2. Shall we permit unsegregated services in St. George’s?

Mary Faulkner continues on “After a lengthy discussion of the Rector’s understanding of segregation within the church according to his understanding of Christ and the New Testament, the Vestry decided that the rector’s understanding was inapplicable since Christ’s teachings referred to “religious segregation” and not racial segregation, This contention stood in spite of the Rector’s effort to show that their contention was contrary to what he had been taught.

“When the rector suggested that the congregation be polled in the question of negro communicants and integrated services, his suggestion was rejected.  The Vestry then by unanimous approval and consensus of those present told the Rector:

“1.  He is permitted to baptize negro children in St. George’s Church.

“2   He is not to present any negros for Confirmation.

“3.  He is not to receive any negro as a communicant of St. George’s Church.

“4.  Whenever he observes a negro Episcopalian in Fredericksburg he is to inform him or her that they are not wanted at St. George’s Church
“5.  He is not to permit any unsegregated services to be held in St. George’s nor is he to be allowed to conduct such services himself.

“In addition to these instructions to the Rector the Vestry agreed:

“1.  Negroes who attend St. George’s in ignorance of the fact that they are not wanted shall be seated as a part of the congregation and be allowed to take their communion.
“2.   Permission may be given to local groups such as the Red Cross to hold unsegregated meetings in the Sunday School Room on the first floor of the church building.

“The Vestry refused to permit the Rector to report to the congregation an explanation, similar to the one he had just given to the Vestry… The Vestry thought that this would prevent controversy in the congregation.”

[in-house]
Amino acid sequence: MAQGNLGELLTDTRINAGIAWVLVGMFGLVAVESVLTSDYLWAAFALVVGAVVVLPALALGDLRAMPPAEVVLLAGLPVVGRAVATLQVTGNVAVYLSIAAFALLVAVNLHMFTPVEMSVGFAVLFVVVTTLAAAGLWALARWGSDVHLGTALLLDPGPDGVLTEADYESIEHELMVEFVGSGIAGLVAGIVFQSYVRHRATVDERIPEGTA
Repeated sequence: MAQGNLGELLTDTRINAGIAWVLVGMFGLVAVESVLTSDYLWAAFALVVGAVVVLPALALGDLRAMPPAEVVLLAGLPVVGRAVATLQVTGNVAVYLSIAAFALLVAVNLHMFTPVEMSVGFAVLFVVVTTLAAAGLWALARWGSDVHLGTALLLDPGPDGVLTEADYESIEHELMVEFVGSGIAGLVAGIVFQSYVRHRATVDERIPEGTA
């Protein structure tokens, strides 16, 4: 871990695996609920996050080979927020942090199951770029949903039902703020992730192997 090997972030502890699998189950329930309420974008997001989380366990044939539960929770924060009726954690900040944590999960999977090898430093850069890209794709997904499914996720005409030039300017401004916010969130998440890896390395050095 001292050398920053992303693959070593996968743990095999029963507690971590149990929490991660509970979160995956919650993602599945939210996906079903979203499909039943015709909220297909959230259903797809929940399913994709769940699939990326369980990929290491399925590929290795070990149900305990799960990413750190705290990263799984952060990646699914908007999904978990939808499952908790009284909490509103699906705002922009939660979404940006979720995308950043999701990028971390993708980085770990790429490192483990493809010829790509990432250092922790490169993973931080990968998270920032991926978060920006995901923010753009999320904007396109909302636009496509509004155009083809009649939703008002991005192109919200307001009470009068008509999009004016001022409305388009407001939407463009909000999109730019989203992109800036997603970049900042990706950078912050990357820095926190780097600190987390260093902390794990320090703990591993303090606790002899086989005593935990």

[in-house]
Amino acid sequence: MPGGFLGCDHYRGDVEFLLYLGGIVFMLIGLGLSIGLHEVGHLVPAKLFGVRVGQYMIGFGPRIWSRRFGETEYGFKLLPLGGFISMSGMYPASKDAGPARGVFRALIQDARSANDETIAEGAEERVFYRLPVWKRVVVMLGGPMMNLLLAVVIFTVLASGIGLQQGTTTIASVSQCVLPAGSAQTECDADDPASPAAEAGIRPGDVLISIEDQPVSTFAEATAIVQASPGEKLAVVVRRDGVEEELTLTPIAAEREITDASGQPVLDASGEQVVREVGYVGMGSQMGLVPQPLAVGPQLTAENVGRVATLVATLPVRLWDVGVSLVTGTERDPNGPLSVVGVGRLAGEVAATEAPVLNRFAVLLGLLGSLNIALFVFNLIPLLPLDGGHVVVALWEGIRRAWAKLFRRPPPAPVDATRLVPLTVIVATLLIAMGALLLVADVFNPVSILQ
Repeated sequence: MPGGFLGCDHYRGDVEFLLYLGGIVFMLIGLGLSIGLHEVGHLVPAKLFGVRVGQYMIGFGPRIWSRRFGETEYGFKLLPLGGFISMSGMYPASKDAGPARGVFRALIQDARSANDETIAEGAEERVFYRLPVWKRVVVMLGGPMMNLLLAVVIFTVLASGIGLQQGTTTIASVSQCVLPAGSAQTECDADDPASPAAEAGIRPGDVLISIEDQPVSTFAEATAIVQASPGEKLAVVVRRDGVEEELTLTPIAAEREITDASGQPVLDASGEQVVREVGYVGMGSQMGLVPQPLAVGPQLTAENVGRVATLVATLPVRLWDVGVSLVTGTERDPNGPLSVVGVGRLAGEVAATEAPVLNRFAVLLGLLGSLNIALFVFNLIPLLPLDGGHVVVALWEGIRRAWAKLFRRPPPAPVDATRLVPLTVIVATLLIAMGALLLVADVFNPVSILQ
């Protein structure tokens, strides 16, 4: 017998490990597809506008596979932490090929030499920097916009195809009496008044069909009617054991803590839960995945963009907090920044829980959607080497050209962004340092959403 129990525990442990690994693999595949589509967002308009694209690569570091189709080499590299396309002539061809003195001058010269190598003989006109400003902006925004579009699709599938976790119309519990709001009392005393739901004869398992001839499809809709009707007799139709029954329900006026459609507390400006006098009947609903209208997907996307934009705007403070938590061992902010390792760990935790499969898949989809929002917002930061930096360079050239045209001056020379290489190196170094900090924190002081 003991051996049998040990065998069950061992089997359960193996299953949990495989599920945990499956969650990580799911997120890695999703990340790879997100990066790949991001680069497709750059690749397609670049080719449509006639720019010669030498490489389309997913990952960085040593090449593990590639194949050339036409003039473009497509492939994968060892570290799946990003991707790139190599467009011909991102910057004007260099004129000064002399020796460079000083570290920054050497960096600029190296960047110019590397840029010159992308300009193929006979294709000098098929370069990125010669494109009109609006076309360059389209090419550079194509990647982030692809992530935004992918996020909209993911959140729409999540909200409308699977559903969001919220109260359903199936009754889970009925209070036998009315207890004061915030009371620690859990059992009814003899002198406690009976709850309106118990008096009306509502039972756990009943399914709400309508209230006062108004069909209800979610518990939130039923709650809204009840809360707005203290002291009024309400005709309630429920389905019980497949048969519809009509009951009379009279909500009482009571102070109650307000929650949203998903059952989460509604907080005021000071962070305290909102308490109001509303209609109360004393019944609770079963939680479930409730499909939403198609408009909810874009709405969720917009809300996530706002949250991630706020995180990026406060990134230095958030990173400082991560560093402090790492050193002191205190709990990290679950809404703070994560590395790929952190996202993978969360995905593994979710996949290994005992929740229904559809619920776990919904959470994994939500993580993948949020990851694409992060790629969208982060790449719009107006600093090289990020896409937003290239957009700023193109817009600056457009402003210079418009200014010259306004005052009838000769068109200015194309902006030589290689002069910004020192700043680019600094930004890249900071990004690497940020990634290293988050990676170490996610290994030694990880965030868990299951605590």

Faulkner’s strategy was to “wait it out” and not confront the Vestry directly until he felt the timing was better. The issue rested until 1955 when he decided to place an insert into the bulletin. Other issues intervened in 1955 that diverted attention – the use of the current family room for Sunday School classes and planning for the eventual McGuire Hall. Also Vestry elections for 1955 resulted in what  Thomas Faulkner called  a “more open minded vestry, more sensitive to the issues I had attempted to present. As a result it was now safe to defy the previous Vestry’s directives.” 

He wrote an insert to the July 17, 1955 bulletin  that contained the following  “ For the sake of peace therefore most of them try to avoid an issue just as the rector of St. George’s has done by neglecting to minister to negro Episcopalians living in Fredericksburg until his services are requested.  However, when circumstances arising out of sincerity and good faith force him to make a decision he has no alternative except to be true to his convictions and ordination-vows.” 

The issue was resolved when he wrote a letter to the Vestry in September, 1955. “As you know, for over a year and a half there has been contention in our midst over the matter of segregation within the Church.  Such agitation has and still is disrupting and impeding the life and work of St. George’s Church.  As a consequence the time has come for us to settle this matter once and for all times.” He did so citing church legal precedent in the rector’s duties and responsibilities over who can be baptized and control over worship services

The lesson here is not to forget your convictions but be prudent on how you apply them.  Timing is everything and working from a position of strength and the building of consensus can lead to benefits down the road.